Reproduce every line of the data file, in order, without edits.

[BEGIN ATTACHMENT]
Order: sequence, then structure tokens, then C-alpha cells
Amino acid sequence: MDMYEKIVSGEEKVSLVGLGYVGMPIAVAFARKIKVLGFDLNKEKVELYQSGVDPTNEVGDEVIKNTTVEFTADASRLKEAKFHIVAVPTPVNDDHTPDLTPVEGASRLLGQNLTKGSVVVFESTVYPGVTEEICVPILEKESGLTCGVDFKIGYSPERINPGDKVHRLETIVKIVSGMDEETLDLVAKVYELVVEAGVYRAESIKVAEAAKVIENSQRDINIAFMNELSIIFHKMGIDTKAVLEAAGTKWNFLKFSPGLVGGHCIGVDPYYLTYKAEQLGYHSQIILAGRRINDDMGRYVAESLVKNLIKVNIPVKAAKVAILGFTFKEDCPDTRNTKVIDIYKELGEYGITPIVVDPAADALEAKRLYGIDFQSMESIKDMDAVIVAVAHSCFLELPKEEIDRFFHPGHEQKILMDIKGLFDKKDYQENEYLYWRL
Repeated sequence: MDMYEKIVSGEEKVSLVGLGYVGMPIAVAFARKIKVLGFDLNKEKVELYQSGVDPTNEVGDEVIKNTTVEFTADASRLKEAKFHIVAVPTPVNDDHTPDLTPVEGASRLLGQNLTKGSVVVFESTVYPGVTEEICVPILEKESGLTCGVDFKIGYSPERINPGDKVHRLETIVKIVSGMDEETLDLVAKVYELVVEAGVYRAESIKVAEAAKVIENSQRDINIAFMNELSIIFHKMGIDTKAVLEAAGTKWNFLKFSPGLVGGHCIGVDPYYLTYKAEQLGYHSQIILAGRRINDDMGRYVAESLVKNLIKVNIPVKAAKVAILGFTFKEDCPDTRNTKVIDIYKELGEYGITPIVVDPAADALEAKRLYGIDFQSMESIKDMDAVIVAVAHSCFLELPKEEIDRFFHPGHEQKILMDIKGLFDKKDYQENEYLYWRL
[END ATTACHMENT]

Order: sequence, then structure tokens, then C-alpha cells
Amino acid sequence: MDMYEKIVSGEEKVSLVGLGYVGMPIAVAFARKIKVLGFDLNKEKVELYQSGVDPTNEVGDEVIKNTTVEFTADASRLKEAKFHIVAVPTPVNDDHTPDLTPVEGASRLLGQNLTKGSVVVFESTVYPGVTEEICVPILEKESGLTCGVDFKIGYSPERINPGDKVHRLETIVKIVSGMDEETLDLVAKVYELVVEAGVYRAESIKVAEAAKVIENSQRDINIAFMNELSIIFHKMGIDTKAVLEAAGTKWNFLKFSPGLVGGHCIGVDPYYLTYKAEQLGYHSQIILAGRRINDDMGRYVAESLVKNLIKVNIPVKAAKVAILGFTFKEDCPDTRNTKVIDIYKELGEYGITPIVVDPAADALEAKRLYGIDFQSMESIKDMDAVIVAVAHSCFLELPKEEIDRFFHPGHEQKILMDIKGLFDKKDYQENEYLYWRL
Repeated sequence: MDMYEKIVSGEEKVSLVGLGYVGMPIAVAFARKIKVLGFDLNKEKVELYQSGVDPTNEVGDEVIKNTTVEFTADASRLKEAKFHIVAVPTPVNDDHTPDLTPVEGASRLLGQNLTKGSVVVFESTVYPGVTEEICVPILEKESGLTCGVDFKIGYSPERINPGDKVHRLETIVKIVSGMDEETLDLVAKVYELVVEAGVYRAESIKVAEAAKVIENSQRDINIAFMNELSIIFHKMGIDTKAVLEAAGTKWNFLKFSPGLVGGHCIGVDPYYLTYKAEQLGYHSQIILAGRRINDDMGRYVAESLVKNLIKVNIPVKAAKVAILGFTFKEDCPDTRNTKVIDIYKELGEYGITPIVVDPAADALEAKRLYGIDFQSMESIKDMDAVIVAVAHSCFLELPKEEIDRFFHPGHEQKILMDIKGLFDKKDYQENEYLYWRL